A major change could be coming to baseball in 2019. MLB general managers are having their meetings in San Diego this week, and MLB.com’s Jon Morosi reported that they’re discussing making significant changes to how the trade deadline works.
— Jon Morosi (@jonmorosi) November 5, 2018
Switching to a single, uniform trade deadline sounds simple and straightforward, which is the opposite of the system currently in place.
How does the current trade system work?
Right now there are two trade deadlines. The first is the non-waiver trade deadline, which falls on July 31. That one is pretty easy to grasp: any player under contract can be traded until 4 p.m. ET on that day. After that, players must be put on waivers before they’re traded. There’s no deadline for waiver trades, but there is a deadline for playoff eligibility. Waiver trades must happen by 11:59 p.m. ET on Aug. 31 for the traded player to be eligible for the postseason. For example: in 2018, Josh Donaldson was traded from the Toronto Blue Jays to the Cleveland Indians on Aug. 31, and he took the field for Cleveland in the playoffs.
The trade waiver process is complicated. Since the only way to trade someone after July 31 is to put them on waivers, teams expose most of their players to trade waivers — even stars like Bryce Harper and Mike Trout. Once a player has been placed on waivers, he can be claimed by another team, or he can go unclaimed. If a player goes unclaimed for two days, he’s “passed through” waivers, and can be traded to any team. That’s also pretty easy. So where’s the complicated part, you may ask? It kicks in if a team claims a player on waivers. From there, three things can happen.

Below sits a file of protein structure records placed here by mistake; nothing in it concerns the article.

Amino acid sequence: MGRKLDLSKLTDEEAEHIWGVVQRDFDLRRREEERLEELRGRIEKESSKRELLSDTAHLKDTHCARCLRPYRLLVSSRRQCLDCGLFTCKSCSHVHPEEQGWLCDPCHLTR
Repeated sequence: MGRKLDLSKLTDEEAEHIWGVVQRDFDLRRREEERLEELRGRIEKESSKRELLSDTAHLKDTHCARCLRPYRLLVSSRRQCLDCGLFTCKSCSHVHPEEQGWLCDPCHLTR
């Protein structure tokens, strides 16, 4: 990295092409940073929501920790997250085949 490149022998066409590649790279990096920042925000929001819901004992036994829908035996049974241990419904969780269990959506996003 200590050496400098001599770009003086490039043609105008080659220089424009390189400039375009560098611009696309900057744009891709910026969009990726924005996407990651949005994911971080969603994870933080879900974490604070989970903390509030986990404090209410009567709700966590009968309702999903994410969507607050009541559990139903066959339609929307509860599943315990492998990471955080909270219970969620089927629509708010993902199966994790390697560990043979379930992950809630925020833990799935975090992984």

The team can pull the player off waivers and keep him, which means he can’t be traded until after the World Series.
The team can negotiate a trade with the claiming team, which could involve additional players and/or money.
The team can just let the player go to the claiming team, which means the claiming team takes on the player’s contract.
But that’s not the end of it, because the first team to claim a player may not get him. If more than one team claims a player, a hierarchy kicks in. Priority for a claim is decided by reverse standings in the player’s league, followed by reverse standings in the other league. If a National League player is claimed, priority would go to the worst team in the NL, followed by the second-worst NL team, and so on. The worst American League team gets priority after the best team in the NL.
How would eliminating trade waivers change things?
Still with me through that waiver trade explanation? If you are, congratulations. If not, that’s kind of the point. The waiver trade process is incredibly confusing. Players are put on and pulled back, and the order of claiming teams can change from day to day. That amounts to a ton of extra work for GMs and front offices around baseball, who just went through the non-waiver trade deadline. Streamlining the trade deadline into one date would eliminate that work and make things much easier.
Trade waivers have one thing going for them: the way it’s set up right now, teams with worse records have an advantage. If both the Baltimore Orioles and the Boston Red Sox claimed the same AL player, the Orioles would have the priority. But even that small advantage is complicated and borderline nonsensical, because the hierarchy favors teams in the same league as the claimed player. If the Red Sox and the Miami Marlins claimed the same AL player, the Red Sox get dibs because even though the Marlins are considerably worse, they’re in the NL.
All of this just makes it harder for teams to make trades. Especially when you factor in the posturing that teams do to hurt each other. Teams have been known to claim a player they have no interest in just to stop a better team from getting him. That’s fun palace intrigue, but it only exists because of the complicated trade waiver system, which itself doesn’t need to exist.
Right now, we don’t know how any GMs feel about eliminating trade waivers. It could be a wildly unpopular idea that we never hear about again. Or the GMs could discuss it and decide they want to move forward. If they do, they have to get the approval of the MLB Players Association. Without that, it goes nowhere. It’s not clear where the MLBPA would stand on the issue, but we may soon find out.
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